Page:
I’ve been bored, and I’ve found myself making the same stuff over and over again. I needed a new recipe. Thankfully, I found one that seems to be a huge crowd pleaser.This recipe started off as a way to get rid of some ingredients I had lying around: potatoes that were getting old, a package of bacon I’d only used once and was about to go bad, etc. So the first time, I didn’t measure anything, I just sort of threw it all together.After he went home, my brother-in-law asked for the recipe for the smashed potatoes, which is where I got the name for today’s post (thanks, Jon!). Of course, I didn’t have one. I picked the easiest way to solve this problem: I decided to throw another dinner party and attempt...


Although it’s been a while since I’ve posted, you’ll be happy to know I have still been cooking. I’m finally all settled in my new place and making good use of my kitchen. It’s smaller than I would like, but I’ve still managed to find a way to make everything fit.One of the things I’ve had to readjust to since moving back to NY is the longer commute times. This means weekly dinner needs to be as quick and painless as possible given the short time frames. This recipe, start to finish, takes about 25 minutes. Since most of the time, Haitian food is neither quick or easy to make, so this isn’t strictly Haitian. It does involve rice, though, so hopefully that will be enough to please all the Ha...


There’s something scary about roasting a whole turkey. It’s big, it’s kind of pricey, and it isn’t something that gets made all the time. No one wants to eat dry, flavorless, or undercooked turkey. So when I finally decided that I was going to make one, I will admit to being extremely nervous. I had no experience with making something this large, and if it didn’t come out right, I wouldn’t know until I decided to serve it.It was something I really wanted to try though, just to see if I could. So I did what I do best and I decided to research. I talked to those I knew personally who I knew had made turkey before and I learned their secrets; I looked up dozens of turkey recipes and took the parts that I ...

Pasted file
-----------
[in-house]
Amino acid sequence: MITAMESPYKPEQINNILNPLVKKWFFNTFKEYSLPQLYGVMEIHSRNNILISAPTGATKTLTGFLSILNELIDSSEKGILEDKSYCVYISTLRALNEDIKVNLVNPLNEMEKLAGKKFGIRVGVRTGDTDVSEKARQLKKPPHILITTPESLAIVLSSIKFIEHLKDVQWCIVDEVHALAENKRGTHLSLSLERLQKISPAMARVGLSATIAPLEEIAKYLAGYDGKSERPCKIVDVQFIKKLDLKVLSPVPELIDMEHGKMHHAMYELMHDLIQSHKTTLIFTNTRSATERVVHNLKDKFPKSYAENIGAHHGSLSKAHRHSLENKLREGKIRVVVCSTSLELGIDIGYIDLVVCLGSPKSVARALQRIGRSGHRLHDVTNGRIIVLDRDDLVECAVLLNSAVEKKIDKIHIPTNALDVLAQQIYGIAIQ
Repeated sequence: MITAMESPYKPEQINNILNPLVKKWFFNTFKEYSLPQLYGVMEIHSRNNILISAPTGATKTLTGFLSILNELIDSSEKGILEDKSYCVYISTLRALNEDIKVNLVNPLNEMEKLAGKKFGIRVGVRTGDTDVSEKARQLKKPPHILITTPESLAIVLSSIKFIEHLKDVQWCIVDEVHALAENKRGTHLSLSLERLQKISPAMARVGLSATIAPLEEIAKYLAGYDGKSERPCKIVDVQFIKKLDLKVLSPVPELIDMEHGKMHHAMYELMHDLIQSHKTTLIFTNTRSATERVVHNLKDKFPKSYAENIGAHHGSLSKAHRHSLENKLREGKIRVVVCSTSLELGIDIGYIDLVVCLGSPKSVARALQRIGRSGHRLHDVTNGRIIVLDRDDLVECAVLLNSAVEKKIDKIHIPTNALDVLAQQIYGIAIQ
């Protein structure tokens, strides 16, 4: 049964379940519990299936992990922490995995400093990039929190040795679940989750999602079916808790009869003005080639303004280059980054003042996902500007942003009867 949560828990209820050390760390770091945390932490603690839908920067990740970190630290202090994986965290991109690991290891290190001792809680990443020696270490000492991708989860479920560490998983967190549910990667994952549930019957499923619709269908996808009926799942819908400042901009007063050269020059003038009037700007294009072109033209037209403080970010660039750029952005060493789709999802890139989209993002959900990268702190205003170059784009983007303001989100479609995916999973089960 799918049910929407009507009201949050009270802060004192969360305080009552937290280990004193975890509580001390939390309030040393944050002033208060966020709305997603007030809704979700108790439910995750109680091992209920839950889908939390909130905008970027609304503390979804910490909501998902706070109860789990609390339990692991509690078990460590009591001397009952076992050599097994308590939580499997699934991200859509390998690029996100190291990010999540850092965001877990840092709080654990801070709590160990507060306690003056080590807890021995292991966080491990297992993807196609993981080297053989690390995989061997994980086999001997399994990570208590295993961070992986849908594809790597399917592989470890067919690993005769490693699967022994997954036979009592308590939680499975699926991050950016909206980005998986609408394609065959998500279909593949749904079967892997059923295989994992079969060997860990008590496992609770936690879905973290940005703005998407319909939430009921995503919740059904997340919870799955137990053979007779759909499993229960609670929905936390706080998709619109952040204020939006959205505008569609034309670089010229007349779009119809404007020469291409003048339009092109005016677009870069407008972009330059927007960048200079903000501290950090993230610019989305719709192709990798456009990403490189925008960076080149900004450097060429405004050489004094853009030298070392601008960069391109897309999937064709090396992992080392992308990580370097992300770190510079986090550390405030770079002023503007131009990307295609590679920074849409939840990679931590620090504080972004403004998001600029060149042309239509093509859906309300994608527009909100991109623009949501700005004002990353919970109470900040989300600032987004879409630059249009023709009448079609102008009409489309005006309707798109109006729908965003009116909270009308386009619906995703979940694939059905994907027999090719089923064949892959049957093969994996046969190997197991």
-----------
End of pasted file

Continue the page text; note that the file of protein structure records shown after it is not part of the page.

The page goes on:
The good news about sharing a kitchen with my mother is that I get to ask her questions. Don’t ask me why I never noticed some of these things before, but a few of her answers have made me realize I may need to go back and edit some of the recipes I’ve posted.Thankfully, I hadn’t yet posted this week’s recipe for green pea sauce. When I asked my mother what she puts in it, she told me that she uses two kinds of peas (regular green peas and petite peas) and that she adds onions. I had no idea! These simple additions may explain why my version never quite tasted the same. She did mention that she doesn’t always use two kinds of peas and that if she can’t get both, she prefers petite peas. For this recipe...


Summer is officially over next week, which may be why a good number of people are clinging to it. This time of year seems to be filled with last-minute picnics, requests to eat outside, and reminders to soak up the sun while it’s still here. I guess I’m not really ready to let it go, either.Don’t get me wrong, I love the fall (and fall foods) as well, but there is just something about summer that’s hard to let go. I know it’s a little late, and if you’re a traditionalist, you may have to wait another year to try this one. However, if you’re like me, this could become the endnote on a beautiful season.I can’t quite recall where this recipe started, and it’s been through many changes th...